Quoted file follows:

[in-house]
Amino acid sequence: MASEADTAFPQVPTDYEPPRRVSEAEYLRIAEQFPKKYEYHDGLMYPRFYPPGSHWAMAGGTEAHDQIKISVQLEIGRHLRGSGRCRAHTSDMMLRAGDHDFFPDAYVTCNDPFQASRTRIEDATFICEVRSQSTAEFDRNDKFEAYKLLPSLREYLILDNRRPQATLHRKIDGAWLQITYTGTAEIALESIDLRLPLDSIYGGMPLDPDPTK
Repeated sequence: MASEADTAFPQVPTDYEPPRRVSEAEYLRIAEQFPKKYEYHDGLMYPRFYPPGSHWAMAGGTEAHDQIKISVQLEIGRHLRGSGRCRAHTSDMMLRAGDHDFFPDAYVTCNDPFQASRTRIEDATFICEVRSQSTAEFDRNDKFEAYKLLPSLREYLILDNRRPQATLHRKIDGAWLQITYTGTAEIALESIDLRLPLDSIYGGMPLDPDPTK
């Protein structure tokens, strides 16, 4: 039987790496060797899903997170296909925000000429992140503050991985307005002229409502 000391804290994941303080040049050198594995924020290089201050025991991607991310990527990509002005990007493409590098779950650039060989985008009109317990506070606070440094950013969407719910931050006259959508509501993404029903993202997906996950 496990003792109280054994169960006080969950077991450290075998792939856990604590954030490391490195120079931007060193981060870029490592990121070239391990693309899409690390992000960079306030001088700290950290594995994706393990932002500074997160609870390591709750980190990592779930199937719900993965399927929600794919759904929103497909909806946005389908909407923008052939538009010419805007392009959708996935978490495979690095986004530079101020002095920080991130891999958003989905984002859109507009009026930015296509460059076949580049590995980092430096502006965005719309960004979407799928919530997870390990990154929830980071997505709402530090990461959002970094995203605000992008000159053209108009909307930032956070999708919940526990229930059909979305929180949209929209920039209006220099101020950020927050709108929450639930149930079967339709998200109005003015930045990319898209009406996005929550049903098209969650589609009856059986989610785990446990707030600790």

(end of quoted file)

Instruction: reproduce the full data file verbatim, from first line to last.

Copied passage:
[in-house]
Amino acid sequence: MASEADTAFPQVPTDYEPPRRVSEAEYLRIAEQFPKKYEYHDGLMYPRFYPPGSHWAMAGGTEAHDQIKISVQLEIGRHLRGSGRCRAHTSDMMLRAGDHDFFPDAYVTCNDPFQASRTRIEDATFICEVRSQSTAEFDRNDKFEAYKLLPSLREYLILDNRRPQATLHRKIDGAWLQITYTGTAEIALESIDLRLPLDSIYGGMPLDPDPTK
Repeated sequence: MASEADTAFPQVPTDYEPPRRVSEAEYLRIAEQFPKKYEYHDGLMYPRFYPPGSHWAMAGGTEAHDQIKISVQLEIGRHLRGSGRCRAHTSDMMLRAGDHDFFPDAYVTCNDPFQASRTRIEDATFICEVRSQSTAEFDRNDKFEAYKLLPSLREYLILDNRRPQATLHRKIDGAWLQITYTGTAEIALESIDLRLPLDSIYGGMPLDPDPTK
């Protein structure tokens, strides 16, 4: 039987790496060797899903997170296909925000000429992140503050991985307005002229409502 000391804290994941303080040049050198594995924020290089201050025991991607991310990527990509002005990007493409590098779950650039060989985008009109317990506070606070440094950013969407719910931050006259959508509501993404029903993202997906996950 496990003792109280054994169960006080969950077991450290075998792939856990604590954030490391490195120079931007060193981060870029490592990121070239391990693309899409690390992000960079306030001088700290950290594995994706393990932002500074997160609870390591709750980190990592779930199937719900993965399927929600794919759904929103497909909806946005389908909407923008052939538009010419805007392009959708996935978490495979690095986004530079101020002095920080991130891999958003989905984002859109507009009026930015296509460059076949580049590995980092430096502006965005719309960004979407799928919530997870390990990154929830980071997505709402530090990461959002970094995203605000992008000159053209108009909307930032956070999708919940526990229930059909979305929180949209929209920039209006220099101020950020927050709108929450639930149930079967339709998200109005003015930045990319898209009406996005929550049903098209969650589609009856059986989610785990446990707030600790």